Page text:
Ironically, he recalls, “I always had a few friends ask me, ‘What if you fall in?’ I guess now I know how to answer them.”
This is a reminder of the vulnerability ice fishermen put themselves in whenever venturing on the ice.
Ice Fishing Safety Tips
Most of Fennell’s knowledge has come from his abundant experience. To say he is a seasoned ice angler would be an understatement. When the ice arrives, Fennell finds himself on it at least three times a week. With that in mind, he learned January 2, 2013 that experience does not replace good judgment. He shares, “I have learned that if we have a hard freeze for three days, the ice would be two inches thick and safe. I also have learned that snow cover changes that.” For novice ice anglers, snow works as insulation and weakens or even diminishes ice under it.
As a testament, before that day, he had never even seen an angler fall through the ice. He admits, it was his disregard of personal experiences that led to this plunge. His third hole was over snow. The ice here was just one and a half inches thick while the surrounding ice was three inches.
He also failed to bring a spud bar, which he admits was a mistake. A spud bar is used to test the strength of ice while walking on it, and you should always have one on early ice. Slamming it on the ice in front while walking will show weak spots. If it goes through the ice, turn around immediately. This old tool has sent Fennell home many times before ever drilling a hole.
This experience was a hard lesson for Fennell, but also for others, “I know what I’m doing on the ice. It has always been a practice of mine to check ice thoroughly beforehand, and I thought I had this time. But obviously, I am not above bad spots.” He admits, “I know that snow covered ice never freezes as fast, yet, I disregarded that. Because there were other anglers on the ice, and I had checked it out the night before, I just got lazy.” Fennell also adds, “I learned it does not matter how many people are on the water or what they say. You should always take proper precautions.” All ice anglers should pay heed.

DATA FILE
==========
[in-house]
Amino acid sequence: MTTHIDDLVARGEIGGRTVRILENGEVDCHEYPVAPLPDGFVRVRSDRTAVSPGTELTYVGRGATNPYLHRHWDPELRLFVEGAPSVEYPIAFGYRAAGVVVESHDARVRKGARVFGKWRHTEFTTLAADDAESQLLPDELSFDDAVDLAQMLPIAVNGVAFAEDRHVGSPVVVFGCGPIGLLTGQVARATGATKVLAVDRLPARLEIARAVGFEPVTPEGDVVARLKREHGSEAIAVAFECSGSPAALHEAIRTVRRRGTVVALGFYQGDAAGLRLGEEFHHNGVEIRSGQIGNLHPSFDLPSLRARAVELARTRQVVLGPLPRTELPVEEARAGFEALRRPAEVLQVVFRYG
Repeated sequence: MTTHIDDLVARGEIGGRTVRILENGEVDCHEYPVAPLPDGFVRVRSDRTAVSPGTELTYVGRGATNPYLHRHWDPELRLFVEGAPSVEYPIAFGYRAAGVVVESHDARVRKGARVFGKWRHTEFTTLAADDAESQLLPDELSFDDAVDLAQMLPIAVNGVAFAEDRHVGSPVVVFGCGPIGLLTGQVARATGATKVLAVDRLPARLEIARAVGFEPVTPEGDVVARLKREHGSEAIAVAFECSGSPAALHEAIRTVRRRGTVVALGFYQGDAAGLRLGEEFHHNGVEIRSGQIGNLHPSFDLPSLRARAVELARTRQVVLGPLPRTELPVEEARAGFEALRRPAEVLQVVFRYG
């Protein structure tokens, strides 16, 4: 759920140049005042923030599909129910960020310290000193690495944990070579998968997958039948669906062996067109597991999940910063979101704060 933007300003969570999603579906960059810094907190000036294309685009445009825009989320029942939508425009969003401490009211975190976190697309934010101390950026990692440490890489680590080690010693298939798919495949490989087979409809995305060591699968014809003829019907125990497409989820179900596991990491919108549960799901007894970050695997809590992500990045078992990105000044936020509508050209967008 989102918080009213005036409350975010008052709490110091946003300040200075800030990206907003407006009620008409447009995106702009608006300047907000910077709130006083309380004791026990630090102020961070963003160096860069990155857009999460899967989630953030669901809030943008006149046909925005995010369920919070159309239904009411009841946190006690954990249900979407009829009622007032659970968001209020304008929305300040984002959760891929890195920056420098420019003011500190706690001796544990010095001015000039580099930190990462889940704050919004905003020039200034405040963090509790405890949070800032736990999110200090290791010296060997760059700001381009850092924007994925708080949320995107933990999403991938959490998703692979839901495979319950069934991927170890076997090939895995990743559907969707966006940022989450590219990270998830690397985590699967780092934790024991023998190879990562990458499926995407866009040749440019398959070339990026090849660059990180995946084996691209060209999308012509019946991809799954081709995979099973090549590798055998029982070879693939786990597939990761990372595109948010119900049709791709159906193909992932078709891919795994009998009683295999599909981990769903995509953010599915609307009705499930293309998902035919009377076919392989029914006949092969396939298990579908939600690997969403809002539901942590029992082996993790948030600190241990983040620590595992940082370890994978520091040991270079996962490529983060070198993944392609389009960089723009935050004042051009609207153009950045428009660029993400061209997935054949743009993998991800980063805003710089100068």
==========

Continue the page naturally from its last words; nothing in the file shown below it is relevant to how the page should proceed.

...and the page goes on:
How to Stay Safe on the Ice
Every year a handful of people lose their lives falling through the ice. Always proceed with extreme caution. When uncertain, use a spud bar and follow these guidelines:
* Slush is a danger sign. Avoid it completely.
* Let others know when and where you’ll be ice fishing. Avoid solitary exploits and locations.
* Bring a cell phone.
* As discussed in “5 Common Sense Boat Safety Tips That Could Safe a Life,” do not mix alcohol with ice fishing. Not only can it delay reactions and decision making, but it increases the odds of hypothermia. Most deaths are not the result of drowning; rather hypothermia is the culprit.
* When possible, pay close attention to the color of the ice. Dark and porous colors indicate soft ice whereas blue and clear colors are evidence of hard ice.
* Carry a pair of ice picks. In the event of falling in, these will dig into the ice to help crawl to safety. Keep them handy in a pocket or around neck.
Most experts agree on the following chart; however, do not forget the lesson Fennell learned. Not only will snow diminish ice thickness, other factors may exist such as current, underwater springs, and heat from shoreline. Ice does not develop uniformly: thickness can vary by inches from one area to the next.
Ice Fishing Safety Guidelines
Thickness of Ice (inches) Load or Activity
<1.75 inches of ice: STAY OFF!
2 inches of ice: One adult
4 inches of ice: * Snowmobile or smaller ATV * Groups walking in single file line
8-12 inches of ice: Small car
12-15 inches of ice: Truck
Two inches of solid, clear ice will hold an adult, but it is exceptionally risky. As with Fennell, any slight variation making it skinnier can be disastrous. Cautious ice anglers will walk on nothing skinnier than four inches.
This goes beyond protecting your boat; this is a matter of protecting your life and the people you love. Before venturing out on the ice or the water this spring, remember that tragedy can strike anyone of us regardless of experience. Now go catch a big one!